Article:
The King’s Fund works with clinical leaders at all stages in their careers and we believe that clinical leadership and engagement needs to be a priority across the NHS. This is the first in a series of guest blogs that explores current issues and opportunities for clinical and medical leaders.
I’ve never really been one for looking back, or thinking about how I would advise my former self, but I am passionate about encouraging aspiring medical and clinical leaders.
The best health care organisations in the world are clinically, usually medically, led. The United Kingdom lags far behind. Now is the time for the profession to take up the challenges of health system leadership. Our NHS, our country really does need you.
Only the other weekend I was at an excellent medical leadership programme at the Royal Berkshire Hospital in Reading. The room was full of budding medical leaders, showing that the future of the profession and health is more vibrant than many would suggest currently. This is the first thing that I would pass on to aspiring medical leaders: you are part of, and will remain so as long as you wish to, the best possible profession, one that is a privilege to be part of and an amazing job; not just a profession, but a vocation. A profession that you should remain passionately linked to, nurturing the visceral burning ambition to improve the care for patients that brought you into it.
In short: hang onto your dreams. One of the grave sadnesses of the current disputes on contracts is that many may well lose sight of the dreams and aspirations that brought them into health care. I would urge otherwise; this ambition is what drives us to better care, and achieving the most enjoyable aspects of being a physician in its widest sense.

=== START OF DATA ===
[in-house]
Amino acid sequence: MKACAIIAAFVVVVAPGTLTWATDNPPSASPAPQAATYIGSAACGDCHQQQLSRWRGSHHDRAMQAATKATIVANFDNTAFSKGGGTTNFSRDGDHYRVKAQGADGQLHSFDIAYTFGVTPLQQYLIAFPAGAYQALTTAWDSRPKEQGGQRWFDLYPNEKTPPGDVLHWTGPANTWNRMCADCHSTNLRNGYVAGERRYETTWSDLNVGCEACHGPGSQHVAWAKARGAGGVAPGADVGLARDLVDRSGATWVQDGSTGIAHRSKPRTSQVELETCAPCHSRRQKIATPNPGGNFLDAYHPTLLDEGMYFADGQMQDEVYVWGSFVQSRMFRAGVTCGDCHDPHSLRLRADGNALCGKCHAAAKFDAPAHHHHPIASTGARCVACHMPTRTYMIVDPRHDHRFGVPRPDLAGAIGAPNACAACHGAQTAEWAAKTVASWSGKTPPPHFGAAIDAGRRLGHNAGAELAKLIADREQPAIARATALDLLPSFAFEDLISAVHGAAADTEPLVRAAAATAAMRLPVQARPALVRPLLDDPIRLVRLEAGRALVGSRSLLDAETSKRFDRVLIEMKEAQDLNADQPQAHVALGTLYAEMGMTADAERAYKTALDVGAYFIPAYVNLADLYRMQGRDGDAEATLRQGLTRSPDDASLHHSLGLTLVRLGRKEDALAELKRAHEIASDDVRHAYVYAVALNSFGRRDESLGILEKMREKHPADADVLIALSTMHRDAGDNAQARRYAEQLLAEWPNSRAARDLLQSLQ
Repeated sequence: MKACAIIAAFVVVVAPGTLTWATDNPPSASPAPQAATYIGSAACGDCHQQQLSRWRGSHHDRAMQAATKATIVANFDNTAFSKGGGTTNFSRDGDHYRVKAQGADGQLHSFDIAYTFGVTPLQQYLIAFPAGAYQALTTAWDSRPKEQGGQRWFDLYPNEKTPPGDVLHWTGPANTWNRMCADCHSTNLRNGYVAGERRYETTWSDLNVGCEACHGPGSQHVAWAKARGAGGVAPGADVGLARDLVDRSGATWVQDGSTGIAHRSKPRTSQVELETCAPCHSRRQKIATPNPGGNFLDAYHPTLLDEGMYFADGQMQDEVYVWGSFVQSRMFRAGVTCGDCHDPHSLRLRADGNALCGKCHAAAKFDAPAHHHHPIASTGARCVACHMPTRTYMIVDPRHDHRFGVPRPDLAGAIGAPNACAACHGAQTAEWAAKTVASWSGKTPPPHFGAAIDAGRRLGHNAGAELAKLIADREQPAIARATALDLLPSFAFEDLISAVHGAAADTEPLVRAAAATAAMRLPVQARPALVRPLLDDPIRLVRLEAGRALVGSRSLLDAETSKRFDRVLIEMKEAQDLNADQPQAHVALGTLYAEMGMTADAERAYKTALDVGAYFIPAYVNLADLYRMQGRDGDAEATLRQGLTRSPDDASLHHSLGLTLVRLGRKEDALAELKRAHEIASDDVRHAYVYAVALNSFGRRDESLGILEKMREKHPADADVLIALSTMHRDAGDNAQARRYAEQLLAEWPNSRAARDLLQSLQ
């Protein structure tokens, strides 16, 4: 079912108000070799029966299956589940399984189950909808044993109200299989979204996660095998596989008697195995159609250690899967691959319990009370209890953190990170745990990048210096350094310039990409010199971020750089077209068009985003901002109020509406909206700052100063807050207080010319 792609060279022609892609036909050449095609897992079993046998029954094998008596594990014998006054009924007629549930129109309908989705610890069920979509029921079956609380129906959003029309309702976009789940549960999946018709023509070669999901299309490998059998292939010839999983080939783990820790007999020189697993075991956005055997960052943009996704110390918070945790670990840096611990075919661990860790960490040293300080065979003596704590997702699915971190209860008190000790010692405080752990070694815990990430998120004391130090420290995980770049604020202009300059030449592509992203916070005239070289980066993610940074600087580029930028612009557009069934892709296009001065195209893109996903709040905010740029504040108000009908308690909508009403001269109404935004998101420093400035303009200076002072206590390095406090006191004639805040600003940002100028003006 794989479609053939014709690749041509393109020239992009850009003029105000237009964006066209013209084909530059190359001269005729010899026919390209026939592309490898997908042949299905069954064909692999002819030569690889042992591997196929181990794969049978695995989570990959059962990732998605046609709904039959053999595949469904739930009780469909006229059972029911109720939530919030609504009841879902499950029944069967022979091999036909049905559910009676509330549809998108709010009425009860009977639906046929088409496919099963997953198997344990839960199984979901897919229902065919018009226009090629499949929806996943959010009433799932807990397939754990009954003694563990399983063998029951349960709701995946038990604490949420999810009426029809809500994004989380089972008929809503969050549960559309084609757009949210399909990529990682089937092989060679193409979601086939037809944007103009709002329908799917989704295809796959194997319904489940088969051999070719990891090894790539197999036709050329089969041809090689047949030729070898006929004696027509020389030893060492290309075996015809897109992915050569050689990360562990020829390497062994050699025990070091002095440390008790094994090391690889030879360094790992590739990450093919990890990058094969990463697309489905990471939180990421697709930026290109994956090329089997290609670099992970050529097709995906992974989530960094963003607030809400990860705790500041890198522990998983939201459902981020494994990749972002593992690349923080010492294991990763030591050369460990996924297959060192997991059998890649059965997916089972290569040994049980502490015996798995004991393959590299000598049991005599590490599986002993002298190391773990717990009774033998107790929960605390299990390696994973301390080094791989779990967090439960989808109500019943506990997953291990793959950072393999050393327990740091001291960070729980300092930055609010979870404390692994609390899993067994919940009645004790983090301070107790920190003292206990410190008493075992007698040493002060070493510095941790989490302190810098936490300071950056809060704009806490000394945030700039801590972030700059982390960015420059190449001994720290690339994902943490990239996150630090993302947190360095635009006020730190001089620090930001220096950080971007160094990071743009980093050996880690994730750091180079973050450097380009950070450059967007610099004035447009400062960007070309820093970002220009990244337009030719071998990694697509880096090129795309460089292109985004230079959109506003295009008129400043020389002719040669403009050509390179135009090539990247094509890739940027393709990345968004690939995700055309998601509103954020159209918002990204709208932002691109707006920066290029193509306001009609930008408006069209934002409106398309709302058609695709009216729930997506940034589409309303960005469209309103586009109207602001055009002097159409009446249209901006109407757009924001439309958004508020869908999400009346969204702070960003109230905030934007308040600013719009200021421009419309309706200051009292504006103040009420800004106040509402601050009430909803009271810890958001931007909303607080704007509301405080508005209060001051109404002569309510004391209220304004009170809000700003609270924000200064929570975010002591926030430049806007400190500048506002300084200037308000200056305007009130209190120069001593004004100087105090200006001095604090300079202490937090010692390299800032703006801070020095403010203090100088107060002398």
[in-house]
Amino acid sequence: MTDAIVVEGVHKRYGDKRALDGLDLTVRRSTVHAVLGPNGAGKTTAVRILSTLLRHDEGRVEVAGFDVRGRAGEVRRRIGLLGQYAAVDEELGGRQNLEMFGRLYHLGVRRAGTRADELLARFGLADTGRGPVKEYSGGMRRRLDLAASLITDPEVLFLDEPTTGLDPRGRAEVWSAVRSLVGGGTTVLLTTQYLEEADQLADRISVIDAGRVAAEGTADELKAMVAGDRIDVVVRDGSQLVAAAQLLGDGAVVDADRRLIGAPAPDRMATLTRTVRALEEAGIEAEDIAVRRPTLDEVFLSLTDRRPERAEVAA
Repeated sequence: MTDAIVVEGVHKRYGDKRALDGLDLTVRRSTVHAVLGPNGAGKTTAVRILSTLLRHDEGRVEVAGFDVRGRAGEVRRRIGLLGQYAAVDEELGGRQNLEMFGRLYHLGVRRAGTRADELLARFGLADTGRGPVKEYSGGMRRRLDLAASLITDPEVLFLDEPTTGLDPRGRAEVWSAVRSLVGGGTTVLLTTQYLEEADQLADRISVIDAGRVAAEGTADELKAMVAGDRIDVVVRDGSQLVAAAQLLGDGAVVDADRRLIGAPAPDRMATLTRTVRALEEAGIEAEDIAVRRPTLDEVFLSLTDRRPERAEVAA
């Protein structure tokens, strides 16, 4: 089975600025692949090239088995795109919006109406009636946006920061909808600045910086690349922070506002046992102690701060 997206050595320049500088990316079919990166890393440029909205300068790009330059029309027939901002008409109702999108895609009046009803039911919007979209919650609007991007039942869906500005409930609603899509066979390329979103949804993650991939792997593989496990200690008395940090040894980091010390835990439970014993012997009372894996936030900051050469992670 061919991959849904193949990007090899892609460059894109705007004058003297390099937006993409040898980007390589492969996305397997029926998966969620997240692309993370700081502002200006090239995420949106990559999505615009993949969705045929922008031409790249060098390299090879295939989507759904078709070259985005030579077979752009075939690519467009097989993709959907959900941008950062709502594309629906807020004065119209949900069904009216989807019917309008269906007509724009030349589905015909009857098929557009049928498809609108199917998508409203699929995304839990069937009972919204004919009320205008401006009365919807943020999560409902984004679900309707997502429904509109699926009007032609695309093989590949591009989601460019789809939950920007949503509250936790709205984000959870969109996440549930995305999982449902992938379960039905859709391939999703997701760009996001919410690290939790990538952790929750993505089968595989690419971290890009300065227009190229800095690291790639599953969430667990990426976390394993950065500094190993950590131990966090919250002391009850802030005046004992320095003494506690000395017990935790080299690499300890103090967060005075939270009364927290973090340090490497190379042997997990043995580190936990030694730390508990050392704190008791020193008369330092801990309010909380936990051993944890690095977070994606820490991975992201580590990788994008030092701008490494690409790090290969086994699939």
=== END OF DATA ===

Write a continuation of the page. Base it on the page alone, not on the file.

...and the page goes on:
I would also recommend that aspiring medical leaders build a personal philosophy, one on which to set your foundations, one to check and hold fast to when the inevitable challenges to you, your decisions and the service in general come thick and fast. My personal philosophy has been threefold. First, ‘patients first’ – whenever decisions are finely balanced or you are not sure which way to turn, think patients first: ‘what difference would this make for patients’ as Don Berwick would say.
Second, always aim to ‘drive value’ – in everything you do always try to improve the quality of outcomes and experience for patients, while also being aware of the cost of achieving that – an approach best articulated in 2010 by Michael Porter. There is always a limit to the funds available to health care, and so medical leaders are guardians of effective spending.
The third aspect of my personal philosophy is always try to make where you work the best place to work, train and learn. Happy staff, cohesive teams, celebrating excellence repay you many times over multiply. The return on investment of encouraging staff and colleagues is huge, both in financial terms and most importantly quality of care. Those damaging people’s belief in our profession must understand the risks that this brings. Medical leaders must ensure that while pushing up system outcomes and performance we invest in personal and team development; the essential third leg of quality.
My next recommendation is remember that life is short. Understand that while there will always be many calls on your time, your skills and your expertise, time never runs backwards. Your children never grow younger, that missed opportunity for a holiday never comes back and no one thanks you for working too long. Value time out, give yourself time to think. Fight the urge to always be at work. Sometimes being with your family, friends or just your thoughts is the right way to recharge, refocus or be ‘mindful’.
Next, if in doubt, remember to just make that leap. I always worry more about the decisions that I haven’t made than the ones I have, even if wrong. Seek forgiveness, not permission. Too many organisations are hamstrung by bureaucracy and unnecessarily excessive governance and assurance. Necessary assurance is important, conservative desire for re-assurance so often misses the moment for real effective change.
Finally, if nothing else, remember to smile. Smile at yourself in the mirror first thing in the morning – it will empower you for the day ahead. Smile at the first person you see as you walk into work – at the very worst they will just think you’re strange. A smile is one of the lowest-cost, highest-return investments that you can make in yourself or others. Smile.
These guest blogs explore issues and opportunities for clinical and medical leaders. Read the other blogs from the series.